This post may contain affiliate links to items I love, and I am confident you will too! All opinions are my own, however, I may receive a small commission on purchases. As an Amazon Associate I earn from qualifying purchases. For any health advice I give on nutrition and weight loss, make sure you check with your doctor, as I am not a health professional.

Coming home, now what?

The day has finally arrived to bring your sweet newborn home!  You have the nursery decorated and well stocked with diapers, wipes, and more adorable tiny clothes than your baby will likely manage to wear before he or she outgrows them.  You have read all the parenting books, made a million and one lists, and checked them all off, and now you are ready to take care of your darling baby.  So what exactly do you need to do to take care of a newborn?  I mean, they just eat, sleep, potty, repeat right??  While this is the basic description of a newborn’s activities, there is more you can do than just change diapers, feed, and burp them!

Constant Care

The obvious doctor appointments begin as early as two or three days after you bring your baby home, immunizations if you are choosing to have your newborn immunized, as well as deciding which formula is best for your newborn if you have chosen not to breastfeed or pump.  The care doesn’t end there, however. One of the very first things you need to do to take care of your newborn is to take care of yourself.  It takes a lot of energy to wake up every couple of hours for feedings and diaper changes!  Although your sleep is going to be interrupted, be sure that you try to avoid caffeine as it is very easy to end up not being able to fall asleep when it is bedtime and you have the chance to sleep.  You want to be sure you are eating a balanced and healthy diet to give yourself the natural energy boost that comes from the nutrients in your food. Things like fresh fruit and vegetables, whole grains, and lean meats can provide you with all of the vitamins and antioxidants to keep your energy up throughout the day.  It is much easier to handle those midnight wake-up calls from your infant when you are well nourished and not suffering from being “hangry” or on a caffeine overload!

Interacting with Baby

While your newborn is going to spend quite a bit of time asleep, be sure to communicate with him or her when they are awake.  Singing or talking to your infant while you are feeding them, changing their diaper, bathing them, and so on not only helps build the bond between yourself and your newborn but is also a great way to begin the very first stages of teaching them to speak!  Maintaining eye contact with them while you are talking to them is another way to help build communication skills.  It is often during the first month that you will notice if there are certain songs or a certain type of music your baby finds relaxing as they will fall asleep more easily when they are sung or played.  Letting them grip your finger, although at first is somewhat of a reflex for them, helps them develop spatial awareness and strengthen their tiny little hands and arms.  Before you know it they will be trying to hold onto other things such as their bottle, pacifier, or even a soft rattle.  When your newborn is awake, let them experiment by placing different soft objects in their hands. As they grow, they will quickly notice the difference in textures and learn which items make noise and which ones don’t.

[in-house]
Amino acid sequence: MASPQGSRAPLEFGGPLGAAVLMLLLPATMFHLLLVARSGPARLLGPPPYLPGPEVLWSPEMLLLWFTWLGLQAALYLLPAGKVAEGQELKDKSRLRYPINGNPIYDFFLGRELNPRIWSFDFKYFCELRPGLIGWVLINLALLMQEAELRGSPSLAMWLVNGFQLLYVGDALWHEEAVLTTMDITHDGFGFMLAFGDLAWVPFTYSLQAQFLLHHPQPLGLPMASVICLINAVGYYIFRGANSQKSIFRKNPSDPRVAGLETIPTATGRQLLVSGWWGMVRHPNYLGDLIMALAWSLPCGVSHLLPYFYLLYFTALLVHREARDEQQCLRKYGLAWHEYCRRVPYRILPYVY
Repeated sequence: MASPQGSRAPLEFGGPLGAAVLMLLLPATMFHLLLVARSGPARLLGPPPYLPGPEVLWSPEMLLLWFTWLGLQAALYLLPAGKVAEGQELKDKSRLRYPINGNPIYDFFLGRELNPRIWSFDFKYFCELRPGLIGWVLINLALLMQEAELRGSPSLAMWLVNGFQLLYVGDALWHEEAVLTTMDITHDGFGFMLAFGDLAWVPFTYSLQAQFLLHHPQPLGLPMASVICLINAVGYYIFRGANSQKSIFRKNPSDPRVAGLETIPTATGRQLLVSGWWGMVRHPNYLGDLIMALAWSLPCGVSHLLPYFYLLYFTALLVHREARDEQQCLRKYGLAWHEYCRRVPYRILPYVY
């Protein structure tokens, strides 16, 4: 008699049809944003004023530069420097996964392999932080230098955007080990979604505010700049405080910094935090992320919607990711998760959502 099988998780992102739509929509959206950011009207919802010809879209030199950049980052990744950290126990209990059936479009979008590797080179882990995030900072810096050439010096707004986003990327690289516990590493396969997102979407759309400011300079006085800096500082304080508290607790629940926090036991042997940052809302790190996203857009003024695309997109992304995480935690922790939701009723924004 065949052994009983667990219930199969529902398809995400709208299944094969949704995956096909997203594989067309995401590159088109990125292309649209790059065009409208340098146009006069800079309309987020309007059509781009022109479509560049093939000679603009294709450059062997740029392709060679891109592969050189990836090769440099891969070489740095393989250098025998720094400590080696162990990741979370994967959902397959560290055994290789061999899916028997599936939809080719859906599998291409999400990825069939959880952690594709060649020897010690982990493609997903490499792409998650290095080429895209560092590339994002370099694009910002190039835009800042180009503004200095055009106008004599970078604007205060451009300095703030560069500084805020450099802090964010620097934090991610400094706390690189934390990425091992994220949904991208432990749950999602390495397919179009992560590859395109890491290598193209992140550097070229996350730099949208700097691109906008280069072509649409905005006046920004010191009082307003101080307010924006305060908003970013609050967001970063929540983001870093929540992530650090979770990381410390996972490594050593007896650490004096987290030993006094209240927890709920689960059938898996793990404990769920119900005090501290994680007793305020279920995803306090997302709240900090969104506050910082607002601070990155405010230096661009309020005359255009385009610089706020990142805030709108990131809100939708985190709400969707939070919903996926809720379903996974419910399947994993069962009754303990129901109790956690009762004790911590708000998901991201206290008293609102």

Visitors and Boundaries

Along with the joys of having a newborn come the headaches of EVERYONE wanting to hold him or her!  It is important to remember that newborns are fragile and their bodies can become sore very easily with too much passing around from person to person during their first couple weeks.  Set some boundaries before you allow visitors, letting them know whether or not you are allowing other people to hold your baby.  Be aware that while most people will be considerate of your protection, there may be a few who get offended.  That is okay.  The important thing is that your newborn’s comfort and health come first and not only can their little bodies become sore, but the more people who touch and hold them, the more germs they are picking up.  While it is important to let your children develop a healthy immune system, newborns are much more susceptible to illness as they have not had any time to develop one yet.  This means it is more than okay to limit the amount of germs they are exposed to in a short amount of time!  Most likely those who will be visiting during the earliest time of your newborn’s life will be more than okay with a “look but don’t touch” policy.


Establishing a routine as soon as possible once you bring your newborn home will help both of you navigate the demanding feeding schedule of their little tummy.  While you may wonder what kind of routine you can set when you are waking up every couple of hours, you will be surprised!  Things as simple as turning off the lights and establishing a “quiet time” for a little while before you go to bed will start training both your body and your newborn’s to recognize the difference between night and day.  Having the blinds open in the day will also help enforce this.  Little things like washing and preparing bottles or pumping while your baby is asleep will help you be prepared for the next feeding time.  

While it may seem overwhelming because you have just given birth and are mentally, emotionally, and physically exhausted, taking care of a newborn is a very enjoyable experience!  Yes, there is a lot to do and yes, your baby is going to require a lot of attention throughout the day and night at first.  However, as the days and weeks go by, you will find yourself marveling at how natural and seamless the transitions have become as you care for your newborn with all of the love and tenderness only a parent can give!

Sharing is caring!

Write A Comment